Compare and Contrast Xinjiang, Chechnya, and Quebec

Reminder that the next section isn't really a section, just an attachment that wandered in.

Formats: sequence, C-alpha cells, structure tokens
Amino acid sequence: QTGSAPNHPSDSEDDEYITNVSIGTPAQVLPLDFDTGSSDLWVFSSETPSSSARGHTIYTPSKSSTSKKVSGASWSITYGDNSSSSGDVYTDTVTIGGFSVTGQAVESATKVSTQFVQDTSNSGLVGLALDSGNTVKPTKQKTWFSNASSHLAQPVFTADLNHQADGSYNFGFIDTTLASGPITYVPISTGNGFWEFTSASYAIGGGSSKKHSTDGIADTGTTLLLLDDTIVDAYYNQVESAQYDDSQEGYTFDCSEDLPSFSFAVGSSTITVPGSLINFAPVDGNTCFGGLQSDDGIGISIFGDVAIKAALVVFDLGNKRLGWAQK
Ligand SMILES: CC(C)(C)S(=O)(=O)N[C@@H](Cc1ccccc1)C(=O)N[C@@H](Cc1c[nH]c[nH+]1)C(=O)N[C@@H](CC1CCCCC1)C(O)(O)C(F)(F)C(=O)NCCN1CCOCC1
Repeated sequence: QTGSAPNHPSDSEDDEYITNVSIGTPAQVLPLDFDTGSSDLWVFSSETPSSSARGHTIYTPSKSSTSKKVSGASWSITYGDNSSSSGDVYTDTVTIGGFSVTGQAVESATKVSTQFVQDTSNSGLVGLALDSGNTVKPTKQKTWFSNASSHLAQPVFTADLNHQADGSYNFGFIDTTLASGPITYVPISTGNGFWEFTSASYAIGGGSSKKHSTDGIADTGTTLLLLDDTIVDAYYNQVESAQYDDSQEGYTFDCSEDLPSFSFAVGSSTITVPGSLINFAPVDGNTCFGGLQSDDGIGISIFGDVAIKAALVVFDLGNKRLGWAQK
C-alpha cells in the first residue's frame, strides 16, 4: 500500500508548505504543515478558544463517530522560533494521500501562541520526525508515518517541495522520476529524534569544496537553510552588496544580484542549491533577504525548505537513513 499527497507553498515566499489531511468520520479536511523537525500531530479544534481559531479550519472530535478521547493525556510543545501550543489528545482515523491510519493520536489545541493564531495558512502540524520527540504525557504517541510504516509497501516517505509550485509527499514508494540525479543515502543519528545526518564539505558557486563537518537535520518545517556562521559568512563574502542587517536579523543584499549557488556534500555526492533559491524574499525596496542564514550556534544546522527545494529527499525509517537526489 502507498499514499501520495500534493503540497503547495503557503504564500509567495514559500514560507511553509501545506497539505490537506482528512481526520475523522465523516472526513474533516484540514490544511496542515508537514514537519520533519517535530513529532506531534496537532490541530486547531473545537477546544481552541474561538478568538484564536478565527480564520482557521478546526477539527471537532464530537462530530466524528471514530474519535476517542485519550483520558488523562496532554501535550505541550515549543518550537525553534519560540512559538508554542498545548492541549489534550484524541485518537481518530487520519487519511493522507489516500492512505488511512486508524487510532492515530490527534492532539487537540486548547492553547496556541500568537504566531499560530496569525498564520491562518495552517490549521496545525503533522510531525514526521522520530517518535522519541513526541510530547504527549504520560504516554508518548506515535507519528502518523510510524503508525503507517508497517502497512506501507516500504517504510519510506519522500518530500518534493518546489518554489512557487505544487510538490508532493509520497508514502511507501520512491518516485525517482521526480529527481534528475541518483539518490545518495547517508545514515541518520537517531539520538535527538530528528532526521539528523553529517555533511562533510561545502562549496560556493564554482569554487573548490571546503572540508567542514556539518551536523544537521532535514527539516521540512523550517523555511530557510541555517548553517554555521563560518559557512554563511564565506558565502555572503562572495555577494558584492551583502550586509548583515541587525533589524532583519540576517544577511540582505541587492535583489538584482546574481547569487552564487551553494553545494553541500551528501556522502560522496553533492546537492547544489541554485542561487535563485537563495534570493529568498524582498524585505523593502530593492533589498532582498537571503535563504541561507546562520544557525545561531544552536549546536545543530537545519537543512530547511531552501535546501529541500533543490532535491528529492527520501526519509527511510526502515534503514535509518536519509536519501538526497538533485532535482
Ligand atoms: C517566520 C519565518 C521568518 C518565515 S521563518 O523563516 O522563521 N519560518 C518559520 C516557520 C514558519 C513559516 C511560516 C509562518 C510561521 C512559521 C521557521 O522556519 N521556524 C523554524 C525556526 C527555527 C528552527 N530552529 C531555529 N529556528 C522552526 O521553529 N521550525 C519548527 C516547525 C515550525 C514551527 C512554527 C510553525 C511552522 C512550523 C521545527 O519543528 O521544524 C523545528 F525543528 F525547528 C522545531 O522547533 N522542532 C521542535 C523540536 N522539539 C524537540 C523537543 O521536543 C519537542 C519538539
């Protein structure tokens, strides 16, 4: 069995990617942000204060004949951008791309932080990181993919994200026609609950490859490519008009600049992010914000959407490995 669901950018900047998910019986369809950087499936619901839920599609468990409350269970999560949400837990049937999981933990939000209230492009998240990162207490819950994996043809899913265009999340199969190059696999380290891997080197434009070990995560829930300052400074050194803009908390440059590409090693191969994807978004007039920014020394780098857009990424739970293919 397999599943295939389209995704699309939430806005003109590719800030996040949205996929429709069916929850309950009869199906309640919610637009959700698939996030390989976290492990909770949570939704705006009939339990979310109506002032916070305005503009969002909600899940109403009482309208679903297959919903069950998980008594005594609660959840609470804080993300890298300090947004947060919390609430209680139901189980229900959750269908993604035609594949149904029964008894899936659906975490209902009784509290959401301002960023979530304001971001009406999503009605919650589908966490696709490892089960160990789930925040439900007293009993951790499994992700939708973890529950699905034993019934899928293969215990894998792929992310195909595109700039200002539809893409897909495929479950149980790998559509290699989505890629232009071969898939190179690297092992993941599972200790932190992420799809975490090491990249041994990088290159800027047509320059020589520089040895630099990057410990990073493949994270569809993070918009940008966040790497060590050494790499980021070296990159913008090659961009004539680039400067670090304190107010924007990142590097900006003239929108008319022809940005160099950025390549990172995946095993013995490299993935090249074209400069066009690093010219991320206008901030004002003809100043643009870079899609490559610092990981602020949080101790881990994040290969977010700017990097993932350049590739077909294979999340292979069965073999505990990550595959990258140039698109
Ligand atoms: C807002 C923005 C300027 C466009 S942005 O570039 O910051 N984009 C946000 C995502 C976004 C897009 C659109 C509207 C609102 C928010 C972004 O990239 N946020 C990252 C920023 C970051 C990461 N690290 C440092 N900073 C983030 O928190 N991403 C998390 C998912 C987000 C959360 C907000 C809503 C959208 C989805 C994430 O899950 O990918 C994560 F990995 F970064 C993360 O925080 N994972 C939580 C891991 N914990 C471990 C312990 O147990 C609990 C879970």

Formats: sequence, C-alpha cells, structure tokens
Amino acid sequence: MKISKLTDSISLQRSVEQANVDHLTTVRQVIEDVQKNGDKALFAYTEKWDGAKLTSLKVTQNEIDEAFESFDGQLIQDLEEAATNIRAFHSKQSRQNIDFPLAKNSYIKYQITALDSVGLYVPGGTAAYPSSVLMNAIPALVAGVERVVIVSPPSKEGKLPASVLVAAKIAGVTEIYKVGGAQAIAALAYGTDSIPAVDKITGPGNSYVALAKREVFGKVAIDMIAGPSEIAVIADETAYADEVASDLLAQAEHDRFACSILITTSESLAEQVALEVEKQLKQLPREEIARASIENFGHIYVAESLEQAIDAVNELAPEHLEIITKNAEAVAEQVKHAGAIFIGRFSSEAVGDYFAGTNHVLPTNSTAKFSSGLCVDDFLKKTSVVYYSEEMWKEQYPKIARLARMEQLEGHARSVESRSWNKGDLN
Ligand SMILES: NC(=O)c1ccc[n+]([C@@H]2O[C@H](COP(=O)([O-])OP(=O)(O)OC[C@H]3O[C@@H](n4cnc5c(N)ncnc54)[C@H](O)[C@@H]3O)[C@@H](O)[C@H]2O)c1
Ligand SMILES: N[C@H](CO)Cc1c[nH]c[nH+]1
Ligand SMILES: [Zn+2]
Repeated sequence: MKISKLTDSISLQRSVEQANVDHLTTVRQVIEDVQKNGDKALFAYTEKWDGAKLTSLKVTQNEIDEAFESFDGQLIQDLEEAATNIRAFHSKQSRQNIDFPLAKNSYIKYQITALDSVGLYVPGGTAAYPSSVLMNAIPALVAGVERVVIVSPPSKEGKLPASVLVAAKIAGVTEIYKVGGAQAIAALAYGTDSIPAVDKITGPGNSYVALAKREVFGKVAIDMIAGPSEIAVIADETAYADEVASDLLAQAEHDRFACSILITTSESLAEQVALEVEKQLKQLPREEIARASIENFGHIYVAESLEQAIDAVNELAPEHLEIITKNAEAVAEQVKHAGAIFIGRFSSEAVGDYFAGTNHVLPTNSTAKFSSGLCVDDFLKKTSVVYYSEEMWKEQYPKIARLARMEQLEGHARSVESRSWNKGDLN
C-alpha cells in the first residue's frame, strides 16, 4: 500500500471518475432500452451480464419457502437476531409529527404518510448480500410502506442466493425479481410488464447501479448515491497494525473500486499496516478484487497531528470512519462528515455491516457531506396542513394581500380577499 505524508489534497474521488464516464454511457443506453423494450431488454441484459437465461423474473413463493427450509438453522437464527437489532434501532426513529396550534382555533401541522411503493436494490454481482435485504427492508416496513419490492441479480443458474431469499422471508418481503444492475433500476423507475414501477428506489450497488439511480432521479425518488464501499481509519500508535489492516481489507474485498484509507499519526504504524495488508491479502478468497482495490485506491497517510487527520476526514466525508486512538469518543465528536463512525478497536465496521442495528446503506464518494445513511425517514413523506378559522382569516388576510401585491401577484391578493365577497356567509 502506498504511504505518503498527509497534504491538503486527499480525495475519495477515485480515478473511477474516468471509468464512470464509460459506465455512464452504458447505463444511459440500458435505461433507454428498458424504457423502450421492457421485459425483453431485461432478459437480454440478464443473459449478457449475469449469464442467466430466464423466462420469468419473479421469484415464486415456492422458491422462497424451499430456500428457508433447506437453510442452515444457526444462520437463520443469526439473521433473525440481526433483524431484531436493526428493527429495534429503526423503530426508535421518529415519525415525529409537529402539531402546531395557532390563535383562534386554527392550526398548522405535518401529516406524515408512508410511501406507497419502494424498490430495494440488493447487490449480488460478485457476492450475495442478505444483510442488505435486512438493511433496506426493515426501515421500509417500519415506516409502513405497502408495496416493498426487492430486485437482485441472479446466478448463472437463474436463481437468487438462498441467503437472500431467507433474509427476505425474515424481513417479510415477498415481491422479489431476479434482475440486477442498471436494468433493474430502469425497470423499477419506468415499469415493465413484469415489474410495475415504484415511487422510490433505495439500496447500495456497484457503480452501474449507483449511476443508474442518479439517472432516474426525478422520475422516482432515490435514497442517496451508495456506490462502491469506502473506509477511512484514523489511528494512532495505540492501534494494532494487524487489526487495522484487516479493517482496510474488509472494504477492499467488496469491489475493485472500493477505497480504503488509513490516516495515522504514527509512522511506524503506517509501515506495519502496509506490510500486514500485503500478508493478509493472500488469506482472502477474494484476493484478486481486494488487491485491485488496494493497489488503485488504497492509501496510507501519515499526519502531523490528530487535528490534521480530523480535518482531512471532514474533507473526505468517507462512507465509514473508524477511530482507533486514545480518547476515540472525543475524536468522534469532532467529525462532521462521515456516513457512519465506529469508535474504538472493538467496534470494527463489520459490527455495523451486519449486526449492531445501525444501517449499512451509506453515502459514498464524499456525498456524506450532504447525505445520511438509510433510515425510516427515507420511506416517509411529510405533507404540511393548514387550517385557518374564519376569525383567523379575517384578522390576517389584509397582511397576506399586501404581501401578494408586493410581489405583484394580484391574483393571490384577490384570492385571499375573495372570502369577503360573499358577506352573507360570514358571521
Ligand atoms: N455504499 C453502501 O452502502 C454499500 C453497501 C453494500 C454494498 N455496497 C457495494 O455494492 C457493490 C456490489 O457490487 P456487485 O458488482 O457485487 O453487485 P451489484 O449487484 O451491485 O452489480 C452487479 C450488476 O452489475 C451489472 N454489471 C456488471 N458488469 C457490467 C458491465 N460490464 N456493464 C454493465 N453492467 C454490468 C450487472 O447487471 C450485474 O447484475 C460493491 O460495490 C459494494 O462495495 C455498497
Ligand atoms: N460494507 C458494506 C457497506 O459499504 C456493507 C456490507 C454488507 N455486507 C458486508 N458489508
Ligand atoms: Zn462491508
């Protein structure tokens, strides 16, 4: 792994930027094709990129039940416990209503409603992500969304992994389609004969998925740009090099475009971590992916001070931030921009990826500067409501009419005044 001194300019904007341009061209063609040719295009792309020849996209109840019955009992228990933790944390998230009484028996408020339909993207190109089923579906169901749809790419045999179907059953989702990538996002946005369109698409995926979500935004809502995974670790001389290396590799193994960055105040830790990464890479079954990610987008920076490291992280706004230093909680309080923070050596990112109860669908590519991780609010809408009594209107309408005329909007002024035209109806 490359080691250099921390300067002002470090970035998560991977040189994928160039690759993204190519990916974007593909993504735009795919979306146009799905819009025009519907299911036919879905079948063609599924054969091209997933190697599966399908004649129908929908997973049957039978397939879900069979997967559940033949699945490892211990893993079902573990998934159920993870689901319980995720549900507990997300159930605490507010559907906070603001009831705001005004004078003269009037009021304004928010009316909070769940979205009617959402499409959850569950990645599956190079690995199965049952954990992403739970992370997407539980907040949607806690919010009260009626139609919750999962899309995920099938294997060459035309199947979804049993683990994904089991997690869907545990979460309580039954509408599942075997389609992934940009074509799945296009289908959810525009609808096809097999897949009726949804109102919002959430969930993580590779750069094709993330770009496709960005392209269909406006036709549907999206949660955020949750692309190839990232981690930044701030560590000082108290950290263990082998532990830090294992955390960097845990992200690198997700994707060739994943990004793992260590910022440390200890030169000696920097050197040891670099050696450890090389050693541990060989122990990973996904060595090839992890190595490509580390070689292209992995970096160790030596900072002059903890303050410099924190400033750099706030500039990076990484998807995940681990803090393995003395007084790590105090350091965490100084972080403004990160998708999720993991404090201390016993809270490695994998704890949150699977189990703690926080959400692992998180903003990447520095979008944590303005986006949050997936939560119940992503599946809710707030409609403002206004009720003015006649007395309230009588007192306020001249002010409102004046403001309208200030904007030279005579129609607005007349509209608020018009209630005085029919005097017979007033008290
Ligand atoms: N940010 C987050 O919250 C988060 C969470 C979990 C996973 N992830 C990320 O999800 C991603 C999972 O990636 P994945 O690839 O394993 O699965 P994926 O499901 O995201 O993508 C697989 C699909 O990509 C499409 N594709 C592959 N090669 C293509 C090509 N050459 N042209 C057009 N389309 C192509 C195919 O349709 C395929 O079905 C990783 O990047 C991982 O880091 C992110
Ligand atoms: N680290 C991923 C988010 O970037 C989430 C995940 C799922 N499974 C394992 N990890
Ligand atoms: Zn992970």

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Compare and Contrast Xinjiang, Chechnya, and Quebec In all three of these areas they are trying to achieve some sort of independence. These conflicts are alike in that they involve the struggle of one group to become separate and independent from their home country. In Quebec the movement is peaceful and political. Quebec is trying to be free from Canada because of its dominant French culture in the province. Some people are now satisfied with protected language rights within the Canadian confederation while some still want independence for Quebec. Xinjiang is trying to be free from Communist China. In Xinjiang the Uighur minority wants independence from China due to lack of political options. The movement has used sporadic violence and terrorism to achieve its ends. Xinjiang borders Russia, Tajikistan, Kazakhstan, Mongolia, Afghanistan, Pakistan, India and Kyrgyzstan. It has been under Chinese control since 1949. Xinjiang’s autonomous status became official in 1955.Various groups want different things, some want to stay with China but maintain a distinct cultural recognition, other are for all out independence. Only in Chechnya has the independence movement spilled over into civil war with terrorism in other parts of Russia. Chechnya's population is made up of three main ethnic groups: Chechens (the majority), Ingush, and Russian. The religion of the Chechen and the Ingush peoples is Islam, while the Russian population is mostly Orthodox Christian. After the breakup of the Soviet Union, the region remained with the new Russian Federation as the Chechen-Ingush republic. They have wanted their independence back and to be free from Russia. The conflicts are mostly language and culture barrier resulting in separatist movements from a larger dominant culture. They are different in geographic locations, how they view the conflicts, and intensity of separation of

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